A traumatic event is not something that can be forgotten or simply moved past. It can, however, be a catalyst for growth as well as an opportunity to help others who are also struggling with trauma. Growth in any area of life often requires pain, but if we are willing to grow through the pain, we will become people we never could have been otherwise. The goal is not to get back to where we were before the trauma; the goal is to grow through it and become more fully equipped to fulfill our God given purpose.
Second, we must understand PTSd just as we do everything else, from the perspective of Creation. One of the interesting things about this discussion is that it is typically framed in the language of the victim. Even calling it a disorder implies that the one with the diagnosis is somehow broken. The person who has endured trauma is not broken—they are human! In our program working with the military and veterans, we never include the “D” in PTSd because we do not want to precipitate the idea that hardship in life is somehow uncommon. A disordered life is a life WITHOUT trauma. And when we approach this topic and look for ways to move forward, we must grasp the truth that not only are we not broken when we deal with traumatic life events, but we are functioning exactly as our Creator, God, intended. If this is the case, then trauma, even severe trauma, does not have the ability to keep us from moving forward in our lives and relationships unless we allow it to. We are not broken. There is hope.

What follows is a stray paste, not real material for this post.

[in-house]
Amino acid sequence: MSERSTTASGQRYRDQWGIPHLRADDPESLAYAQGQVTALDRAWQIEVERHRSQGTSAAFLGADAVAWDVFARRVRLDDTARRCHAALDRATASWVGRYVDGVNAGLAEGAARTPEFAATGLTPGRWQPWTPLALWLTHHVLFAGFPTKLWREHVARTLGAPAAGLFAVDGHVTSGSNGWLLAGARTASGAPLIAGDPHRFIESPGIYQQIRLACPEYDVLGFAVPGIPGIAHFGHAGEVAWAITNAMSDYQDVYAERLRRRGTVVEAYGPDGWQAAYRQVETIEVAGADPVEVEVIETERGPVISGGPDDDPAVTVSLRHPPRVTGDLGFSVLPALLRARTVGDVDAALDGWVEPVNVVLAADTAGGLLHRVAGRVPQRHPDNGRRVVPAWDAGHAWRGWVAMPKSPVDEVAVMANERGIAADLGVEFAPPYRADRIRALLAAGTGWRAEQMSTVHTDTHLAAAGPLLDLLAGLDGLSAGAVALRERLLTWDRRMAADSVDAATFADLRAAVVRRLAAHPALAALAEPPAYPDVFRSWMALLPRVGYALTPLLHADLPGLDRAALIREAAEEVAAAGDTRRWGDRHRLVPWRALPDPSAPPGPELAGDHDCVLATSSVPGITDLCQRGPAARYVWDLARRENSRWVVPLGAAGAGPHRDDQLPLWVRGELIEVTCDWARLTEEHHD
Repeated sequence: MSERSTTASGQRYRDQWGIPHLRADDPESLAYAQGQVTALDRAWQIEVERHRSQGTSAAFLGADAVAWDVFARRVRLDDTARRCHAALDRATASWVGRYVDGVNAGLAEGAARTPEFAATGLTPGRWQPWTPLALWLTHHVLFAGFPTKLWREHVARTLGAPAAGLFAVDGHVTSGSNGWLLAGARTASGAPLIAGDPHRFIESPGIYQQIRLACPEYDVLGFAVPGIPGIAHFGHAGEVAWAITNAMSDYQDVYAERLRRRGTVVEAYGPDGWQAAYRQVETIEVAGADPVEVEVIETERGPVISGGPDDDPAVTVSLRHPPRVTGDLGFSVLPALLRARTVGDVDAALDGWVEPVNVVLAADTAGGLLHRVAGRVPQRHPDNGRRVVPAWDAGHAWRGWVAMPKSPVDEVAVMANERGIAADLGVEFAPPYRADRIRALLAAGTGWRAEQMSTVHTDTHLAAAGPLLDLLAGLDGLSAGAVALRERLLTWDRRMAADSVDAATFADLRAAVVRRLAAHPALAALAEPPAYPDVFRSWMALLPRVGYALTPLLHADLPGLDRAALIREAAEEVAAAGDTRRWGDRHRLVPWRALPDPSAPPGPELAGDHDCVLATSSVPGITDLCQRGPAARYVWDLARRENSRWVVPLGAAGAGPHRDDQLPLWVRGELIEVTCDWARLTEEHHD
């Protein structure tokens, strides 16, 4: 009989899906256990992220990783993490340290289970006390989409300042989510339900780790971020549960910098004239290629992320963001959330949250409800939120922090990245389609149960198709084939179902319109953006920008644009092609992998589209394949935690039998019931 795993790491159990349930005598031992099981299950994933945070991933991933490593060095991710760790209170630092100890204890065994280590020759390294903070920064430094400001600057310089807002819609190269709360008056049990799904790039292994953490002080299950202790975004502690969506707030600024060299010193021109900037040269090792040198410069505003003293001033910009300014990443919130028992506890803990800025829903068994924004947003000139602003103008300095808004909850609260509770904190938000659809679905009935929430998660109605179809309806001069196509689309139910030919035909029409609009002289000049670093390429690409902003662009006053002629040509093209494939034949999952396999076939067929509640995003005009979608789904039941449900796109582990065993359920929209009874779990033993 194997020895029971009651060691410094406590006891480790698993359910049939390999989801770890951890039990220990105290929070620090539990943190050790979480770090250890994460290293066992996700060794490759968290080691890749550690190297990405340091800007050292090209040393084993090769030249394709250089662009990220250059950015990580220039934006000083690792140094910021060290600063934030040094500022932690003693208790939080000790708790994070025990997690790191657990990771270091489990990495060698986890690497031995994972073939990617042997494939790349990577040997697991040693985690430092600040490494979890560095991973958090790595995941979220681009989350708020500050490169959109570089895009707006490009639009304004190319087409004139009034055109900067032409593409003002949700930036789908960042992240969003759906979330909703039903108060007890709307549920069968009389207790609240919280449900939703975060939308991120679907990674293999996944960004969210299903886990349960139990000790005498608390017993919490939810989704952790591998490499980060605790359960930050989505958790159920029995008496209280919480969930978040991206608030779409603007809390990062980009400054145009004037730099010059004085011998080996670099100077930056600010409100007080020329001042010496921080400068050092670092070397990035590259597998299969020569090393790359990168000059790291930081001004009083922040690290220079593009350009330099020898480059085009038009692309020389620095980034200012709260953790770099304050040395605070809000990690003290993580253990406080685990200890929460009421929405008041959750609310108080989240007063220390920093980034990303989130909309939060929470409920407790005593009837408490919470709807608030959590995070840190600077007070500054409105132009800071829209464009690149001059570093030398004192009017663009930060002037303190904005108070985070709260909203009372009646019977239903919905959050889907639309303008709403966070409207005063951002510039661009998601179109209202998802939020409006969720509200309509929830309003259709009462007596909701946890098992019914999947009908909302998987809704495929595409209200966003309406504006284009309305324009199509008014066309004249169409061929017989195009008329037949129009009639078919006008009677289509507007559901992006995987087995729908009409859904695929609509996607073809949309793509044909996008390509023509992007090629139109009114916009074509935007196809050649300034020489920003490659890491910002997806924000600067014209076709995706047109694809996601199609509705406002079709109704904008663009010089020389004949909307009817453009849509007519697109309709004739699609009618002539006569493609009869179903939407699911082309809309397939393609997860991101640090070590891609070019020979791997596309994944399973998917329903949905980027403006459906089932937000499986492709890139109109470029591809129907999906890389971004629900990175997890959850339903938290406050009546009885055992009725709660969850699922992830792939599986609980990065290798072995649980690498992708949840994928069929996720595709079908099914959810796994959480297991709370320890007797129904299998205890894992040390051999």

So, what does PTSd look like? I have spoken previously about the limbic system of the brain and how it works. There is of course much more to brain function than a post like this will allow us to cover, but even with the overview provided we can see how the functions of this brain system are in place to protect us. As discussed, this system can store information one of three ways:
- It stores historical information so that we can respond to similar future situations in the right way.